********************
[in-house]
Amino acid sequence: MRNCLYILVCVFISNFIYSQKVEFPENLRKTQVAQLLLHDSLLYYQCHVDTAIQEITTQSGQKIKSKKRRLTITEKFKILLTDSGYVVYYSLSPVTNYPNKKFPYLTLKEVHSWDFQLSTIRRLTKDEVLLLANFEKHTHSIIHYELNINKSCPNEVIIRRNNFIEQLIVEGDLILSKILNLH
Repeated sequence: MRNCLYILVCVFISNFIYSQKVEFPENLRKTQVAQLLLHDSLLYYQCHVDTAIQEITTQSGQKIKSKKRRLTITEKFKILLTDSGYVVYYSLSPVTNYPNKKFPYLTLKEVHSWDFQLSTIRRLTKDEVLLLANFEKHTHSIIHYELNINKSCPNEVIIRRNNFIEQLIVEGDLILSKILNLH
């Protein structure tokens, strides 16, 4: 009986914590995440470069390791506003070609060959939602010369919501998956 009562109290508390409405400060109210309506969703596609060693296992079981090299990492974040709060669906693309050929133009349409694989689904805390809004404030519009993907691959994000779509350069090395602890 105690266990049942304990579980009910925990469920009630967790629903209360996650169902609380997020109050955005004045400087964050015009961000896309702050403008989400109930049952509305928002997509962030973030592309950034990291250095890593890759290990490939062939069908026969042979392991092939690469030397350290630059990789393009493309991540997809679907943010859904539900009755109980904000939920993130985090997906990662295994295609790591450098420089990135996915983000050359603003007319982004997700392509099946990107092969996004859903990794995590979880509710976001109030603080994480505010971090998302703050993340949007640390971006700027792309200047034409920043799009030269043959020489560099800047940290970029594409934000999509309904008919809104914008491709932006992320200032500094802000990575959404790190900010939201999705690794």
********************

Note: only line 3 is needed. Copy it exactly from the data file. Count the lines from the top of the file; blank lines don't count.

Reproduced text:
Repeated sequence: MRNCLYILVCVFISNFIYSQKVEFPENLRKTQVAQLLLHDSLLYYQCHVDTAIQEITTQSGQKIKSKKRRLTITEKFKILLTDSGYVVYYSLSPVTNYPNKKFPYLTLKEVHSWDFQLSTIRRLTKDEVLLLANFEKHTHSIIHYELNINKSCPNEVIIRRNNFIEQLIVEGDLILSKILNLH